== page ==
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  1. Yonggui He,
  2. Yuxi Xie,
  3. Yidong Zhang,
  4. Jing Guo,
  5. Wangfang Li,
  6. Jinkun Xi
  1. Hebei United University


    Objectives Purpose While it is well known that endoplasmic reticulum stress (ERS) plays an important role in myocardial ischaemia/reperfusion (I/R) injury and inhibition of ERS leads to cardioprotection against I/R injury, the precise mechanism by which inhibition of ERS induces cardioprotection remains unclear. Inhibition of mitochondrial permeability transition pore (mPTP) opening is critical for the prevention of reperfusion injury and that ERS is implicated in the mechanism underlying reperfusion injury and induces mitochondrial stress. The purpose of this study was to determine if inhibition of ERS can prevent the mPTP opening and to explore the signalling mechanism whereby ERS inhibition leads to the protection against the mPTP opening.

    Methods All experiments were conducted using H9c2 cells. First, we tested if TUDCA, an inhibitor of ERS, could modulate the mPTP opening. To detect the mPTP opening, cells were loaded with the mitochondrial specific fluorescent dye TMRE and imaged with confocal microscopy. After treatments with TUDCA at different concentrations, cells were exposed to 800 µm H2O2 to induce the mPTP opening. To determine the roles of the PI3K/Akt and PKG pathways in the action of TUDCA, cells were treated with the PI3K inhibitor LY294002 and the PKG inhibitor KT5823 prior to the application of TUDCA. To define the signalling mechanism responsible for the protective effect of TUDCA, phosphorylation status of Akt, VASP, and GSK-3β were measured with Western blotting. Finally, to corroborate the protective effect of TUDCA, subcellular structures and cell viability were detected with transmission electron microscopy (TEM) and flow cytometry, respectively.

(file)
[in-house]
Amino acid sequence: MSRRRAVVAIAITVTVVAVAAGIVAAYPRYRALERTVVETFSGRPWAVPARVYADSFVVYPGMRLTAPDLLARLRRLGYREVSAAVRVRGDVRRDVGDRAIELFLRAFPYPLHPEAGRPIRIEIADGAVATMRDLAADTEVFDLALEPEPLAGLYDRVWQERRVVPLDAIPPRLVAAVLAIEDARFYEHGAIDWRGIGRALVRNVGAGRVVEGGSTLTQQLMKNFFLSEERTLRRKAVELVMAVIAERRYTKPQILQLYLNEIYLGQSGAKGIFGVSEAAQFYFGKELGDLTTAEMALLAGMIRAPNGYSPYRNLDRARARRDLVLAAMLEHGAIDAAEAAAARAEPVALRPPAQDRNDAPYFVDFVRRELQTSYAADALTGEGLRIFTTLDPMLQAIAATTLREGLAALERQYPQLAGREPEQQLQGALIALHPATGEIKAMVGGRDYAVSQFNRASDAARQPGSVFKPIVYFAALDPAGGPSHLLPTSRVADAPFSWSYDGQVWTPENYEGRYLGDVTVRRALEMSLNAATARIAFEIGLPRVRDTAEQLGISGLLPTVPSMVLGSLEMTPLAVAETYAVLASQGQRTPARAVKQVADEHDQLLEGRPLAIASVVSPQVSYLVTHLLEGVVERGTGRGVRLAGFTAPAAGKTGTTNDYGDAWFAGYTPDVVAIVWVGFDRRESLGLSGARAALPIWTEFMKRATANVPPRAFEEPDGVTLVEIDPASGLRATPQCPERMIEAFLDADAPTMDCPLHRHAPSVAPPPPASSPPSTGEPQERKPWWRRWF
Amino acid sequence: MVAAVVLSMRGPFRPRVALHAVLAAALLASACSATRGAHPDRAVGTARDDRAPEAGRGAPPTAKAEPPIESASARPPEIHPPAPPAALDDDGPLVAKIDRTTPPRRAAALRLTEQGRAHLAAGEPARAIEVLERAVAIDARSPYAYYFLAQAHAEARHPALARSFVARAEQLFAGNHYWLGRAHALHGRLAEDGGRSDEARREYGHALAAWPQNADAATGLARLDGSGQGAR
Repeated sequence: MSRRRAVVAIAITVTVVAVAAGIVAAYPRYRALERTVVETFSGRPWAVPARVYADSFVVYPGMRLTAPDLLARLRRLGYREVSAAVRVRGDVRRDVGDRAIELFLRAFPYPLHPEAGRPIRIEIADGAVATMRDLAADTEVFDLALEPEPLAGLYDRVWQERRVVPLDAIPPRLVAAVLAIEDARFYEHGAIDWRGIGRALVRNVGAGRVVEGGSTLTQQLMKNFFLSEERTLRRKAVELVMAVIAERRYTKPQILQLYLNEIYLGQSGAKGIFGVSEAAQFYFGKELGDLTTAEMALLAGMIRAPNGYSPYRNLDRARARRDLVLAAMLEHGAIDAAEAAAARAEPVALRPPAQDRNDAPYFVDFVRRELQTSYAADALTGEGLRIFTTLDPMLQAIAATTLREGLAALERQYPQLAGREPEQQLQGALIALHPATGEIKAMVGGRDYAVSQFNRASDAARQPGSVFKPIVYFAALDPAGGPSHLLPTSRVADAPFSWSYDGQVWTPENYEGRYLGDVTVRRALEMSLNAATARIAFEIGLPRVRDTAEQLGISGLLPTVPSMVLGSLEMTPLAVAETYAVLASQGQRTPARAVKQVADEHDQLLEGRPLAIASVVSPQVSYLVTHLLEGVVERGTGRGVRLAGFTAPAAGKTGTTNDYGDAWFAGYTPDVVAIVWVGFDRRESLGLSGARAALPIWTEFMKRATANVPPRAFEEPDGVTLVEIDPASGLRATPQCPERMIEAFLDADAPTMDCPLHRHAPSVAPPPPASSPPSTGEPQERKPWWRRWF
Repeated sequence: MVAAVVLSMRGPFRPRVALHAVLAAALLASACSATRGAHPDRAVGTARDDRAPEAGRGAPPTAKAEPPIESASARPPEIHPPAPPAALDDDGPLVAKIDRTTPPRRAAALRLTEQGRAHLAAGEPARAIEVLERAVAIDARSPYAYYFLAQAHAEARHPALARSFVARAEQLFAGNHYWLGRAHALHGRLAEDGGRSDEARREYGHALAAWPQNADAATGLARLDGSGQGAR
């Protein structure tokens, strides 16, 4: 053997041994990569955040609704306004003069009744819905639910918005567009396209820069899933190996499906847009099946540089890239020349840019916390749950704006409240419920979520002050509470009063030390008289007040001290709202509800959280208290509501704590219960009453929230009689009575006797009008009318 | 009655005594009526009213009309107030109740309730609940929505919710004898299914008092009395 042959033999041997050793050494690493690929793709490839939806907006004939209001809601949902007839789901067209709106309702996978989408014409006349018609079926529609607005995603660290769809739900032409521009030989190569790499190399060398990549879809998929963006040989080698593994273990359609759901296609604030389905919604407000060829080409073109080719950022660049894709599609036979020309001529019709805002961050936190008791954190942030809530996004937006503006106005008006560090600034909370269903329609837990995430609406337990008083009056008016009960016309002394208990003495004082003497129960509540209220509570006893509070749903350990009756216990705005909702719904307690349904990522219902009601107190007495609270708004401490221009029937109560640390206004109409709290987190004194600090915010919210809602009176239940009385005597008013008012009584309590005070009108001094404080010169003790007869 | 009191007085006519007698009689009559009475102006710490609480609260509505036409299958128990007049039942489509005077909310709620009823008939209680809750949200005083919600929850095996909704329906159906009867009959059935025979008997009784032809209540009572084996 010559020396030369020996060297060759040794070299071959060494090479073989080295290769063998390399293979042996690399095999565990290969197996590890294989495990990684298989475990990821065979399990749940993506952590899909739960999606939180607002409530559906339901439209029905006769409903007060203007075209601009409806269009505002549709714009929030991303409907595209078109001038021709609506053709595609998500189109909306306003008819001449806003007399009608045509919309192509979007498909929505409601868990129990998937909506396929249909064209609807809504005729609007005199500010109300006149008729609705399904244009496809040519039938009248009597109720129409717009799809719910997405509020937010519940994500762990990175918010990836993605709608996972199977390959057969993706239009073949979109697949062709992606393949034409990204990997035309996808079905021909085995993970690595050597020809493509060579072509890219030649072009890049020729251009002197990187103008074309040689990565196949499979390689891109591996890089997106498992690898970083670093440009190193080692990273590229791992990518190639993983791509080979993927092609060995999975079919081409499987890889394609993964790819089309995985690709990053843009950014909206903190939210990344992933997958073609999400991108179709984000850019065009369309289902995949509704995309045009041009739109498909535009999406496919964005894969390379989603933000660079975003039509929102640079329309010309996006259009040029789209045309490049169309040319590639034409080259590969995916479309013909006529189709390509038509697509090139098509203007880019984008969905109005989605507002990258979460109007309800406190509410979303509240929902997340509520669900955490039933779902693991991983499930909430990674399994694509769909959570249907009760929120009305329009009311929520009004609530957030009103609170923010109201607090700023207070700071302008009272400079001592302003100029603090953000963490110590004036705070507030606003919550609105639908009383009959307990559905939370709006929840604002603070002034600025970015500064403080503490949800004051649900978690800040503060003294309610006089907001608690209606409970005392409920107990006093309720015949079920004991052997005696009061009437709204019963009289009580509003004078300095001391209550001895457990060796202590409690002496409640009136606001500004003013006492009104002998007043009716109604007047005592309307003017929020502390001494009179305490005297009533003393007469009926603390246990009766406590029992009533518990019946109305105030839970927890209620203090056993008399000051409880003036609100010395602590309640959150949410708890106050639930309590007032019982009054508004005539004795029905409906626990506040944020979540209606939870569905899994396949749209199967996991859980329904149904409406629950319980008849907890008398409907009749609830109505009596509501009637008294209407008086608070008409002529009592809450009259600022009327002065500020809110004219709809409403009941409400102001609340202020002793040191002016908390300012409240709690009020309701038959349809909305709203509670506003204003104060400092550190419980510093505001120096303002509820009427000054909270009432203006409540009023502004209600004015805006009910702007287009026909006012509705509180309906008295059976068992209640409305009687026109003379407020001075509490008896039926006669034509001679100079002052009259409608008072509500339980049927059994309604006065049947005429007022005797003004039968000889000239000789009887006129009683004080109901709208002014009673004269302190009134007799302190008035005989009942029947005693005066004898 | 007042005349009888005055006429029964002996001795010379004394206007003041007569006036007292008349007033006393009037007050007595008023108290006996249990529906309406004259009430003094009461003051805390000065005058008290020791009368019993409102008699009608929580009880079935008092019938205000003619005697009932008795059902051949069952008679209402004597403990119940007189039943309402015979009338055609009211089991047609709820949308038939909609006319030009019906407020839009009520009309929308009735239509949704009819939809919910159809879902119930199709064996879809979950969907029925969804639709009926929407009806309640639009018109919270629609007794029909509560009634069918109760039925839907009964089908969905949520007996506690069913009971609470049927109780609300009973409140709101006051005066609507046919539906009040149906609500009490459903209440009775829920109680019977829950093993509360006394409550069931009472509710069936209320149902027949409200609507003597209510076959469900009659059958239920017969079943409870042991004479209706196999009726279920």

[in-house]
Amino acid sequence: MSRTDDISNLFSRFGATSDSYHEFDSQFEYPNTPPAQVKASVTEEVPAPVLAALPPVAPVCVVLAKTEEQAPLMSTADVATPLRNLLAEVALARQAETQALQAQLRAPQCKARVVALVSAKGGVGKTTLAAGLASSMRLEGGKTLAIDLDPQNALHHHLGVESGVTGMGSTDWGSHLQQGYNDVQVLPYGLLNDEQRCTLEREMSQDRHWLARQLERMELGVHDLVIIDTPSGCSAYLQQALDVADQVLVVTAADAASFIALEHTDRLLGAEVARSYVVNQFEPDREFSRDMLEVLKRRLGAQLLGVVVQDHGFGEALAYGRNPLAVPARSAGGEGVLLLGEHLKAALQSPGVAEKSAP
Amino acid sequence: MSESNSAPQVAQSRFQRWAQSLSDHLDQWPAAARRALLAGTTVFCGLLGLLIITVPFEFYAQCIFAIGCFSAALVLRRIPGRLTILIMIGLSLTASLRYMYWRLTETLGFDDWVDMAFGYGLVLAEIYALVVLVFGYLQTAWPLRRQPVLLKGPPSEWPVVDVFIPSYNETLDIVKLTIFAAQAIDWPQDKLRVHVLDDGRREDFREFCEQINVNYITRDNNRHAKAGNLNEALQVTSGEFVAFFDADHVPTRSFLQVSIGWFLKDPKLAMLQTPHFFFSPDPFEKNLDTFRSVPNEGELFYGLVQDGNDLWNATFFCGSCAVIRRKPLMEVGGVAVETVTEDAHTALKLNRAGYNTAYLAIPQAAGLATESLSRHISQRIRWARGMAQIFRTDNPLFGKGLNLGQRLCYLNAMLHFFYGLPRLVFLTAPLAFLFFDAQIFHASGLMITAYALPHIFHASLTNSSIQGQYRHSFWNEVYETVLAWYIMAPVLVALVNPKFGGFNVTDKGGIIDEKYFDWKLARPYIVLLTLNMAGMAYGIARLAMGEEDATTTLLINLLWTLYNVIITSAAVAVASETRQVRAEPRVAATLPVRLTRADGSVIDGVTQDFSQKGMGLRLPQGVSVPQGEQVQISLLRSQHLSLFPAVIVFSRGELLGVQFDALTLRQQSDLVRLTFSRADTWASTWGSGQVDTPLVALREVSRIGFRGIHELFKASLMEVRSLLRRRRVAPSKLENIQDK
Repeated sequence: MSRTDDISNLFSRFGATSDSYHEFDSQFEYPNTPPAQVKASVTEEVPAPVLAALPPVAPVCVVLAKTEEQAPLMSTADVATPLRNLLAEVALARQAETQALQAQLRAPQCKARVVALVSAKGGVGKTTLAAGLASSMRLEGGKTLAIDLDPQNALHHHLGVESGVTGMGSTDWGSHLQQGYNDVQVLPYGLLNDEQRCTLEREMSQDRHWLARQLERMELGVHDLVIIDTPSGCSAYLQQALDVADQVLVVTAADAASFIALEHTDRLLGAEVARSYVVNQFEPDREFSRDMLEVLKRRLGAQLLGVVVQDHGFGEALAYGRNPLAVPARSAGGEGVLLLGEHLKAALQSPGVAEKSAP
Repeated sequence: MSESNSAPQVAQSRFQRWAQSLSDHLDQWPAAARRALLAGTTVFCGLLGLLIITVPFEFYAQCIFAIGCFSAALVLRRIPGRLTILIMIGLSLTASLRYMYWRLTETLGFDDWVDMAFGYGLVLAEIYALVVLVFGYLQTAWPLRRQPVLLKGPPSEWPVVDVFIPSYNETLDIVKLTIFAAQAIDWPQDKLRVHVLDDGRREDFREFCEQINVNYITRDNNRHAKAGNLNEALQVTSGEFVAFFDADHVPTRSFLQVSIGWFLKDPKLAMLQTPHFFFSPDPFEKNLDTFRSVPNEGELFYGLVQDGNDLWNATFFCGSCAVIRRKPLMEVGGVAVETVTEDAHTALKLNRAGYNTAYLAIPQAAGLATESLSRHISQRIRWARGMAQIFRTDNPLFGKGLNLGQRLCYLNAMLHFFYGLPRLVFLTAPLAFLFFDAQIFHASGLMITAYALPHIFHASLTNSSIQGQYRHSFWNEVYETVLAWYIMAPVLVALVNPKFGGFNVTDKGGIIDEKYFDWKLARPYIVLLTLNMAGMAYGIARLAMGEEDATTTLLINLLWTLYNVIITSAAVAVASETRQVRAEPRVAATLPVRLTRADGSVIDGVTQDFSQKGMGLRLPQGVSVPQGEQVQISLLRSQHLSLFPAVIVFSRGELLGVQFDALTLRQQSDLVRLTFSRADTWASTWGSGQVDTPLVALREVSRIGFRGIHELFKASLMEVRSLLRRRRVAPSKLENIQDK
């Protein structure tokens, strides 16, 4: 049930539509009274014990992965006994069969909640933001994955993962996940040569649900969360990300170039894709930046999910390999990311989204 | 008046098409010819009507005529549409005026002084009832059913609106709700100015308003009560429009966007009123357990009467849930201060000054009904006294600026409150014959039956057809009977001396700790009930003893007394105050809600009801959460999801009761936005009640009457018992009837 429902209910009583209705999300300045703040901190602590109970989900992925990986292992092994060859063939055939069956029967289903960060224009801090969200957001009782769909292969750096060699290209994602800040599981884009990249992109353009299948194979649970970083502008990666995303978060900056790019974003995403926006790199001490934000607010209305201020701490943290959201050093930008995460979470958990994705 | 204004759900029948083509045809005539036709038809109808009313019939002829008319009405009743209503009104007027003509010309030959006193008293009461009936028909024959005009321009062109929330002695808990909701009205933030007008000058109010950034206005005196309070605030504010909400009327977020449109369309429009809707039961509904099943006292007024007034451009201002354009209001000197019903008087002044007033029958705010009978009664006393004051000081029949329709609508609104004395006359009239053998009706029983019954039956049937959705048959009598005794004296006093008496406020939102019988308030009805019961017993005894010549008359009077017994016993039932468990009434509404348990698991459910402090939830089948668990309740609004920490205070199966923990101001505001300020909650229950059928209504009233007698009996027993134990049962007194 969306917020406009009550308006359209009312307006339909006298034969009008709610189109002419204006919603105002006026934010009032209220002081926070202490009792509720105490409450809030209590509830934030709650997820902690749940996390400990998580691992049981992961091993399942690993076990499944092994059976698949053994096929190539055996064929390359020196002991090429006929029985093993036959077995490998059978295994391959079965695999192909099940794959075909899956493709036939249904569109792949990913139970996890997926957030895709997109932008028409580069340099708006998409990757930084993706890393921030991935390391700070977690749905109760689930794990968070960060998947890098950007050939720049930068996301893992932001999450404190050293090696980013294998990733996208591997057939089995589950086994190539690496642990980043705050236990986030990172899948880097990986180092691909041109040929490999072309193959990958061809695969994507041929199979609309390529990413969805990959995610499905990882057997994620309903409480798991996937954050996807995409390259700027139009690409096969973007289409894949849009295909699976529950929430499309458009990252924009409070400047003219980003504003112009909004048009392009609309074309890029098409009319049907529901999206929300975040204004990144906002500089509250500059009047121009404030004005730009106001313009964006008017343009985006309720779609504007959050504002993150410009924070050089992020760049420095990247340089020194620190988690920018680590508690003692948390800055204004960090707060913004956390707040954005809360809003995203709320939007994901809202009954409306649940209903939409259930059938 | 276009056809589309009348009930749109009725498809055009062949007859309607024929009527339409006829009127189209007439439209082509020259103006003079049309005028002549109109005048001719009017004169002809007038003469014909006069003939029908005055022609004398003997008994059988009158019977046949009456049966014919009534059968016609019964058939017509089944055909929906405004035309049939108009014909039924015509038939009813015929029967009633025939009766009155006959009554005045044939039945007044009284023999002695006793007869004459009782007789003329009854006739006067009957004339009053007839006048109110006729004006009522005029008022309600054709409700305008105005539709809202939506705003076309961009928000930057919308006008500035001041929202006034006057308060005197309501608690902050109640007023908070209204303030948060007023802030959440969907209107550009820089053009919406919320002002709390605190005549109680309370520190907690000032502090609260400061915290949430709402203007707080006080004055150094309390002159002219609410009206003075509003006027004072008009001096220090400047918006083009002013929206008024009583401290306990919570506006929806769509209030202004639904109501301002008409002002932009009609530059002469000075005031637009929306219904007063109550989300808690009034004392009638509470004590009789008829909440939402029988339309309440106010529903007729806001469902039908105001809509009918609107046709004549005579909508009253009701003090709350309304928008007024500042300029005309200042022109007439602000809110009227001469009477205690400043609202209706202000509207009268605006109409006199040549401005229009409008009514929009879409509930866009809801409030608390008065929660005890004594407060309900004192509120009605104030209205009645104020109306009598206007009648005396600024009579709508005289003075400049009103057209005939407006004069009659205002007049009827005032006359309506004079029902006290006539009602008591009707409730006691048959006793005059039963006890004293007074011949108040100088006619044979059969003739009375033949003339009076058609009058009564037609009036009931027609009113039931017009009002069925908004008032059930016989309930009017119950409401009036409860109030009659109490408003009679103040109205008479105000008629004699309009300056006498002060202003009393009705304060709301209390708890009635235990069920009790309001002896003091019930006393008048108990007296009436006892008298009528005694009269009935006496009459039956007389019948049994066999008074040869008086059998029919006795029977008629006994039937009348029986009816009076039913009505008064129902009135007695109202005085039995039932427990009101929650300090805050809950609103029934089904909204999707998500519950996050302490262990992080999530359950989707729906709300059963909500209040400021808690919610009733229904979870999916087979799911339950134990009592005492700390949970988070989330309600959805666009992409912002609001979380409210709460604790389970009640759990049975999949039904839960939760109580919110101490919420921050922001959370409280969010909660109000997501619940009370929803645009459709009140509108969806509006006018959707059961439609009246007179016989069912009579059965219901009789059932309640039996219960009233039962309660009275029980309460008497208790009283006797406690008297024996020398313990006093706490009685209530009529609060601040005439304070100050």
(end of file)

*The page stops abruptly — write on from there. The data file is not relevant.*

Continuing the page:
Results (1) Exposure of cells to 800 µM H2O2 for 20 min caused a marked decrease in TMRE fluorescence, indicating mPTP opening by oxidative stress. Compared to the control, 20, 30, and 40 µM TUDCA prevented the loss of TMRE fluorescence (63.2±4.8%, 75.3±2.7%, 63.6±2.4%), pointing to that inhibition of ERS leads to the prevention of mPTP opening.

    (2) The effect of TUDCA on TMRE fluorescence was inhibited by LY294002 and KT5823 (fluorescence intensity decreased to 60.7±4.6% and 53.2±4.2%), implying that the PI3K/Akt and PKG signalling pathways may mediate the action of TUDCA.

    (3) TUDCA at different concentrations significantly increased GSK-3β phosphorylation at Ser9 with the pick at 30 µM (285.6±9.9%). The expression level of ERS marker GRP78 was also most prominent with 30 µM TUDCA (37.3±5.7%).

    (4) TUDCA-induced increases in Akt and GSK-3β phosphorylation were inhibited by LY294002 (63.6±3.7%, 84.1±3.5%), whereas KT5823 could suppress phosphorylation of VASP and GSK-3β by TUDCA (50.6±4.0%, 78.7±3.9%).

    (5) Experiments with TEM revealed that TUDCA prevented H2O2-induced swelling of ER and mitochondrial damages.

    (6) Studies with flow cytometry showed that TUDCA given at reperfusion but not during ischaemia improved cell viability in cells subjected to ischaemia followed by reperfusion.

    Conclusions (1) Inhibition of ERS leads to the prevention of mPTP opening and reperfusion injury.

    (2) Inhibition of ERS results in the modulation of mPTP opening through inactivation of GSK-3β.

    (3) The PI3K/Akt and PKG pathways may mediate inactivation of GSK-3β.

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